Author: Neil Gaiman
Pages: 181 (hardcover)
Selected By: Elle Tea
“Sussex, England. A middle-aged man returns to his childhood home to attend a funeral. Although the house he lived in is long gone, he is drawn to the farm at the end of the road, where, when he was seven, he encountered a most remarkable girl, Lettie Hempstock, and her mother and grandmother. He hasn’t thought of Lettie in decades, and yet as he sits by the pond (a pond that she’d claimed was an ocean) behind the ramshackle old farmhouse, the unremembered past comes flooding back. And it is a past too strange, too frightening, too dangerous to have happened to anyone, let alone a boy.
“Forty years earlier, a man committed suicide in a stolen car at this farm at the end of the road. Like a fuse on a firework, his death lit a touchpaper and resonated in unimaginable ways. The darkness was unleashed, something scary and thoroughly incomprehensible to a little boy. And Lettie – magical, comforting, wise beyond her years – promised to protect him, no matter what.” – from the Goodreads novel blurb.
This was initially going to be my Monthly Book Club Selection for July – until I realized it’s less than two-hundred pages long. It could have still been my selection, of course (after all, it’s not the size of the story that matters, but what the author does with it!), but at the time of my selection, Kindle was charging almost the same price for the novel I did choose as they were for this, and, though I know it wouldn’t matter to me, it didn’t seem fair to ask the other Ladies to conform to my way of thinking and pay for quality over quantity.
In the end, I’m glad I didn’t pick this for July – I know of at least two Ladies who wouldn’t have liked it at all, and the other one would have tried but might not have been able to relate to it.
I’d read the summaries, so I knew The Ocean at the End of the Lane is a fantasy story for adults with themes that are rather darker than most children are prepared to handle. Of course, you could say that about every book Gaiman has ever written – and I can say this about this novella: it is classic Gaiman. It is equal parts ethereal and enchanting, dark and disturbing…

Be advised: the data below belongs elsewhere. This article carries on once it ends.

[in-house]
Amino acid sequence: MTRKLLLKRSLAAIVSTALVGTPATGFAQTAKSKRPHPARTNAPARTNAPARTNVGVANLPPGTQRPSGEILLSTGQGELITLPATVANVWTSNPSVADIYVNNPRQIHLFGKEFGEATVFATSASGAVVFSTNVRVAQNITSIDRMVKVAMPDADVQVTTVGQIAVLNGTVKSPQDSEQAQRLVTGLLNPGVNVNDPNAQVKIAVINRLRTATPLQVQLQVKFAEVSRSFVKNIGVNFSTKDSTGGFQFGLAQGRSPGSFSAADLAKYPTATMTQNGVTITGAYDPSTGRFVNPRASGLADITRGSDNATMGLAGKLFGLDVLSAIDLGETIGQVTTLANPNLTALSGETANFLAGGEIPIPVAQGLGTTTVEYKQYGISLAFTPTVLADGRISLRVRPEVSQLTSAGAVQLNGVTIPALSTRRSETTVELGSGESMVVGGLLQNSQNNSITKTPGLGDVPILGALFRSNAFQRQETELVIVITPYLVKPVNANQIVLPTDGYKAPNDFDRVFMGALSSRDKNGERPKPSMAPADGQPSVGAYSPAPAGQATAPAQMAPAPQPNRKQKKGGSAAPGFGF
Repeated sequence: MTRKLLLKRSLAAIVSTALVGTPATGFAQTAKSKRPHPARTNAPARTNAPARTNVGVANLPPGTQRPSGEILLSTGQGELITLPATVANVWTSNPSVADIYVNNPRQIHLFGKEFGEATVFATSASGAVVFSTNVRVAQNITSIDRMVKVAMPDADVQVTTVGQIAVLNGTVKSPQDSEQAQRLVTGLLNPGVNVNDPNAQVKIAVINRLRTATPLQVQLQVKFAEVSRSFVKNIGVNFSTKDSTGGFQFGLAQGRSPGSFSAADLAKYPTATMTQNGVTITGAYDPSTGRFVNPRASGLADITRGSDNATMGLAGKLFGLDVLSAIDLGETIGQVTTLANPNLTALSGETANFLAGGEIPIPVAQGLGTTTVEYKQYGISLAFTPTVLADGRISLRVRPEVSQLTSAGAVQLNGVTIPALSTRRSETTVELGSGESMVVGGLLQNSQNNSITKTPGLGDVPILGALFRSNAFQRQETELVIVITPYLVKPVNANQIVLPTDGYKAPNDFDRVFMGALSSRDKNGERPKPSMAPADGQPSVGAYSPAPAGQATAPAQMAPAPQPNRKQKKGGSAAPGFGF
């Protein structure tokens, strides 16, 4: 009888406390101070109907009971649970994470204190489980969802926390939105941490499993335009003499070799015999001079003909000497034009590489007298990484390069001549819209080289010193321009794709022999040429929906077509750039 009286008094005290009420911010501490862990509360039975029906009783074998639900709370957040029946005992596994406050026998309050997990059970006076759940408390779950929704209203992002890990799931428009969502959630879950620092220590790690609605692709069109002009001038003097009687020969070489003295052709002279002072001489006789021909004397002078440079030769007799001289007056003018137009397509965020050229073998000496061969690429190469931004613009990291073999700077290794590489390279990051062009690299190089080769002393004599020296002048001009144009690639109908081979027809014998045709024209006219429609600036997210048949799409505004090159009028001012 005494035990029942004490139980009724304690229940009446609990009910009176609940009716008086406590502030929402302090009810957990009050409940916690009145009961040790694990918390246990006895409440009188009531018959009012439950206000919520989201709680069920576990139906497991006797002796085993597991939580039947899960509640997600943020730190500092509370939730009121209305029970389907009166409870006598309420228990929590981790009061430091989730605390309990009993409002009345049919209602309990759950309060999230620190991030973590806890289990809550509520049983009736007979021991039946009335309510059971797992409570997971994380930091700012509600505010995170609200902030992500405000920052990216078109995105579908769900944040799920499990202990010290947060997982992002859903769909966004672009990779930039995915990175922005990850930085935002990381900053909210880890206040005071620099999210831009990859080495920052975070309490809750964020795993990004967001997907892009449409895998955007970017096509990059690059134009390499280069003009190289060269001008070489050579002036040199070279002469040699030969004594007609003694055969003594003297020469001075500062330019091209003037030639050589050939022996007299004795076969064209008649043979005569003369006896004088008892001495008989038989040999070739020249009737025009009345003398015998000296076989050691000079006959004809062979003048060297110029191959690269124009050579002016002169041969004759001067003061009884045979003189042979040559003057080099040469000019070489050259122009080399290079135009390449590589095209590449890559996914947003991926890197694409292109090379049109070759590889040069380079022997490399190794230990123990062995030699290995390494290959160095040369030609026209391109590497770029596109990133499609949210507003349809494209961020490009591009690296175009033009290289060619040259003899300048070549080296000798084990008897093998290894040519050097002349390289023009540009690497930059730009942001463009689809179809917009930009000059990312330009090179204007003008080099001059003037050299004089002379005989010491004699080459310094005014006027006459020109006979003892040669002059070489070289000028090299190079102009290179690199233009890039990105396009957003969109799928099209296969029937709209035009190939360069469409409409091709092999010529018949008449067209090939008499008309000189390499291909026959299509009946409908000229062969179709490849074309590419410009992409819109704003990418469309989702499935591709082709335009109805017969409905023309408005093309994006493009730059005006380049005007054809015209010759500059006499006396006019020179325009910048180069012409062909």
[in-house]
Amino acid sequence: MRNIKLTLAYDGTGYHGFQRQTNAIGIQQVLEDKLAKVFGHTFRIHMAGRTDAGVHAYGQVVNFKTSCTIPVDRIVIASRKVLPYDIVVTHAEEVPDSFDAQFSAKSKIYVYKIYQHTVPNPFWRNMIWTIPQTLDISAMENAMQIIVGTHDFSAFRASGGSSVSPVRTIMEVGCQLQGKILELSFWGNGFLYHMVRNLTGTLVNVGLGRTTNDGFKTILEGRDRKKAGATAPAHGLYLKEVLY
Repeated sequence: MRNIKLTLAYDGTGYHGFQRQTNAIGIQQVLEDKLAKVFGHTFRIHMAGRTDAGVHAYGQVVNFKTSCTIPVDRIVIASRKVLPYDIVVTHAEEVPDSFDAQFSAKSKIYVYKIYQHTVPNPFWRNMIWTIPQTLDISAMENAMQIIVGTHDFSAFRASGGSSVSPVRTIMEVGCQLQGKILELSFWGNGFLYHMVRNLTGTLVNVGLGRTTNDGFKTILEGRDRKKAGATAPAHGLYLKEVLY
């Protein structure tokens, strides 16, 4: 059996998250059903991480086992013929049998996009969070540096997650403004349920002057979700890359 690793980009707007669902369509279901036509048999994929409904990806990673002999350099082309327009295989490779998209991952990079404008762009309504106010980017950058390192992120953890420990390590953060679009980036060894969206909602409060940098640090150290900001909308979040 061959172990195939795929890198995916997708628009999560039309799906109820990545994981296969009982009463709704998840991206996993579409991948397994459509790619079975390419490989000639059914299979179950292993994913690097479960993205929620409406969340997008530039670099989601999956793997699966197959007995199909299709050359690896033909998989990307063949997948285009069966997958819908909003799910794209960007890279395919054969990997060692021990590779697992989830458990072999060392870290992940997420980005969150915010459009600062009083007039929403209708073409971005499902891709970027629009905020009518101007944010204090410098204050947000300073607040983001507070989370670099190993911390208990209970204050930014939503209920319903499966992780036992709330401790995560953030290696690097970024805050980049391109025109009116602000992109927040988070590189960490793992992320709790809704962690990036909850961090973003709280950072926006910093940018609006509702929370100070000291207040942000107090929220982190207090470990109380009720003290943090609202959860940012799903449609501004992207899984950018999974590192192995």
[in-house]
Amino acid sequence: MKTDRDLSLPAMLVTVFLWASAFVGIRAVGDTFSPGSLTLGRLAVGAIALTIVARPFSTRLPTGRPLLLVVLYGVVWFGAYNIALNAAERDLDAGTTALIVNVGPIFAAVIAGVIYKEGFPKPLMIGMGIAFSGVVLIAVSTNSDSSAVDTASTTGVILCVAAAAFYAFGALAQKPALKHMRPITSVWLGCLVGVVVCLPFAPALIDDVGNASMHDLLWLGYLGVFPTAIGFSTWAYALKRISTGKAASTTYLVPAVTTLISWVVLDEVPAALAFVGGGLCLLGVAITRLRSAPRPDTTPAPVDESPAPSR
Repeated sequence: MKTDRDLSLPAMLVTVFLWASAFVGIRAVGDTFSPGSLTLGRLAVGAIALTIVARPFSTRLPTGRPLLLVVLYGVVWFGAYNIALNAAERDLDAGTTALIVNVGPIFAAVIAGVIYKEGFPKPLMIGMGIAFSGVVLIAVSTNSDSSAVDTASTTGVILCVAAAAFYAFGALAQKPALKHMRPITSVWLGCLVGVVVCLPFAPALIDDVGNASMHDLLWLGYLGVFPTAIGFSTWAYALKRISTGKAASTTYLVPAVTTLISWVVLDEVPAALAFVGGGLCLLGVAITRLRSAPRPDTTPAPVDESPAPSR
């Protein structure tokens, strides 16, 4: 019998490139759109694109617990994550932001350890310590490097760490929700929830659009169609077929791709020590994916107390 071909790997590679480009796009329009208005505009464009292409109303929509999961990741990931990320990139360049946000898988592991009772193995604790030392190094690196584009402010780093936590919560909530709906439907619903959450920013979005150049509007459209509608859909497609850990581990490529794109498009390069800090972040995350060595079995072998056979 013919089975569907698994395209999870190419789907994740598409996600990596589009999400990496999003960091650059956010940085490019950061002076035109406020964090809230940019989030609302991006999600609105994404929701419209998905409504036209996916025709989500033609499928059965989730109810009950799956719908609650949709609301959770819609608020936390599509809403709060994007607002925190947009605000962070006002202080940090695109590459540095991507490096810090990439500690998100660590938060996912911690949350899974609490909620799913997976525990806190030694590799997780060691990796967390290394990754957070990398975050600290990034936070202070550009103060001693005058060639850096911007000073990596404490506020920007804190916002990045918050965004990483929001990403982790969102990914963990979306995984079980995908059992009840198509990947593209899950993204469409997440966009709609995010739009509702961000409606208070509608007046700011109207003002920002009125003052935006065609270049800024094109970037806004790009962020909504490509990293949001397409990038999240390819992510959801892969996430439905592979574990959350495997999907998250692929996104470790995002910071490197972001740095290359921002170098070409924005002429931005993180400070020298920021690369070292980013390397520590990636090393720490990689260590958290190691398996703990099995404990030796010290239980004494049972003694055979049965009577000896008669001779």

But it’s short. It’s just so short!
In the end, this is a story about childhood. In particular, it is about that moment when all of the things you think you know (love is enough of a weapon to combat death; without proper vigilance, monsters can – and will – infiltrate your family; doorways exist between worlds; and fairy rings can keep you safe from baddies) collide with all the new facts trying to force themselves into your mind (love is great, but it can’t bring back the dead; adultery doesn’t turn humans into monsters, though it might seem like it; fairy rings are caused by spores and underground fungus).
The Ocean at the End of the Lane brings us to that moment, that eye-opening, world-changing moment that serves as the threshold between childhood and adulthood. We’re there when the world begins to twist, to change, when everything culminates into one glorious, fantastical instant and then begins to fade, to lose its luster when faced with the mundane and looming reality of being a grown-up… But this is where Gaiman asks the important question:
What if the only thing that changed was the child?
Our protagonist returns home for a funeral and stops to visit his childhood home. The remainder of the story is comprised of his memories regarding his brief friendship with the young girl who lived at the end of the lane, who insisted that the pond behind her house was an ocean, and who was more upset about a worm than she was about the dead man found near her family’s property.
The real brilliance here is that what we readily accept about his childhood we are equally ready to acknowledge as fantasy when our protagonist returns to his modern life, his adult frame of mind. The monsters we truly believed were chasing him as a child are shrugged off as the coping mechanisms of an immature mind when faced with the complexities of mortality and adultery.
Unlike our protagonist, however, we are burdened with knowing. He forgets his own fairy tale; we are with him as the memories slip away, we are left to stand by, helpless, as he relinquishes the magic, as his mind cuts off all of those fantastical things that belong in the realm of childhood, all of those things for which there is no room, no time, no place in this world, dominated as it is by grown-ups.
But Gaiman tells us that’s okay. Just because we choose not to see it doesn’t mean it isn’t there.
The ocean will always be at the end of the lane, even if we’ve forgotten about it… even if we insist that it’s only a pond.